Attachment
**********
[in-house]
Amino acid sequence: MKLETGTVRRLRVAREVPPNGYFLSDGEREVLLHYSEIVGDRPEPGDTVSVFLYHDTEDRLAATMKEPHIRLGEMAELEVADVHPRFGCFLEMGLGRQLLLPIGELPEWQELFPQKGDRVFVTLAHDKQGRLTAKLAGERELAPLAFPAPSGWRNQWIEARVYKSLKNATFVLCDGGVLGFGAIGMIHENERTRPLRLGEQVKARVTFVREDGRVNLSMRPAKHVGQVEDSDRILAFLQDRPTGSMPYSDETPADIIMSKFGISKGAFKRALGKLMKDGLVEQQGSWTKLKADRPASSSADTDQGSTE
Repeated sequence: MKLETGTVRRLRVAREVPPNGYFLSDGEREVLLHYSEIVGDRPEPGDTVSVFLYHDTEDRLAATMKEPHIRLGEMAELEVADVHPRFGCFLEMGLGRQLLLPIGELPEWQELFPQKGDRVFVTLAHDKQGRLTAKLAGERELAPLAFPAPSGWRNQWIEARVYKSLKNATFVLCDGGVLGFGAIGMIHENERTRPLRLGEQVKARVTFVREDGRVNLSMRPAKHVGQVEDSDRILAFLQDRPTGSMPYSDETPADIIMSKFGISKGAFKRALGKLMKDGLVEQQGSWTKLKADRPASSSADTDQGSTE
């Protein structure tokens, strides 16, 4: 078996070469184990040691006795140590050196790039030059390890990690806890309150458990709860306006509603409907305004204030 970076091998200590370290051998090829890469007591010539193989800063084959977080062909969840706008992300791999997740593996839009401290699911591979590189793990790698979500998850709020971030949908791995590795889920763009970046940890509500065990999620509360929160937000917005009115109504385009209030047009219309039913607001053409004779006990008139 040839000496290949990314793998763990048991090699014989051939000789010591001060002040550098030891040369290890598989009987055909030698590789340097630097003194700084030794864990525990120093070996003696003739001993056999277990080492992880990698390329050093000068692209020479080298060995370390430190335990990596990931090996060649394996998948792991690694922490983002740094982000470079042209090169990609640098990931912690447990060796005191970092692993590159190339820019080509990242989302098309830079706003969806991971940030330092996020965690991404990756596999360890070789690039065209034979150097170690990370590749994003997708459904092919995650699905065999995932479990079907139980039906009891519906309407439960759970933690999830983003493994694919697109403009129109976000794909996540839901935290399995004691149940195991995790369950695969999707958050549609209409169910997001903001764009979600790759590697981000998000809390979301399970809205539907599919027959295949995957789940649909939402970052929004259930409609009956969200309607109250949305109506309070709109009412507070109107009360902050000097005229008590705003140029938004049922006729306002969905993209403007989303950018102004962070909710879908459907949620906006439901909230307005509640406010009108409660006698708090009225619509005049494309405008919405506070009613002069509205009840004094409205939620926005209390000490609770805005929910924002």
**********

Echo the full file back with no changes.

[in-house]
Amino acid sequence: MKLETGTVRRLRVAREVPPNGYFLSDGEREVLLHYSEIVGDRPEPGDTVSVFLYHDTEDRLAATMKEPHIRLGEMAELEVADVHPRFGCFLEMGLGRQLLLPIGELPEWQELFPQKGDRVFVTLAHDKQGRLTAKLAGERELAPLAFPAPSGWRNQWIEARVYKSLKNATFVLCDGGVLGFGAIGMIHENERTRPLRLGEQVKARVTFVREDGRVNLSMRPAKHVGQVEDSDRILAFLQDRPTGSMPYSDETPADIIMSKFGISKGAFKRALGKLMKDGLVEQQGSWTKLKADRPASSSADTDQGSTE
Repeated sequence: MKLETGTVRRLRVAREVPPNGYFLSDGEREVLLHYSEIVGDRPEPGDTVSVFLYHDTEDRLAATMKEPHIRLGEMAELEVADVHPRFGCFLEMGLGRQLLLPIGELPEWQELFPQKGDRVFVTLAHDKQGRLTAKLAGERELAPLAFPAPSGWRNQWIEARVYKSLKNATFVLCDGGVLGFGAIGMIHENERTRPLRLGEQVKARVTFVREDGRVNLSMRPAKHVGQVEDSDRILAFLQDRPTGSMPYSDETPADIIMSKFGISKGAFKRALGKLMKDGLVEQQGSWTKLKADRPASSSADTDQGSTE
């Protein structure tokens, strides 16, 4: 078996070469184990040691006795140590050196790039030059390890990690806890309150458990709860306006509603409907305004204030 970076091998200590370290051998090829890469007591010539193989800063084959977080062909969840706008992300791999997740593996839009401290699911591979590189793990790698979500998850709020971030949908791995590795889920763009970046940890509500065990999620509360929160937000917005009115109504385009209030047009219309039913607001053409004779006990008139 040839000496290949990314793998763990048991090699014989051939000789010591001060002040550098030891040369290890598989009987055909030698590789340097630097003194700084030794864990525990120093070996003696003739001993056999277990080492992880990698390329050093000068692209020479080298060995370390430190335990990596990931090996060649394996998948792991690694922490983002740094982000470079042209090169990609640098990931912690447990060796005191970092692993590159190339820019080509990242989302098309830079706003969806991971940030330092996020965690991404990756596999360890070789690039065209034979150097170690990370590749994003997708459904092919995650699905065999995932479990079907139980039906009891519906309407439960759970933690999830983003493994694919697109403009129109976000794909996540839901935290399995004691149940195991995790369950695969999707958050549609209409169910997001903001764009979600790759590697981000998000809390979301399970809205539907599919027959295949995957789940649909939402970052929004259930409609009956969200309607109250949305109506309070709109009412507070109107009360902050000097005229008590705003140029938004049922006729306002969905993209403007989303950018102004962070909710879908459907949620906006439901909230307005509640406010009108409660006698708090009225619509005049494309405008919405506070009613002069509205009840004094409205939620926005209390000490609770805005929910924002």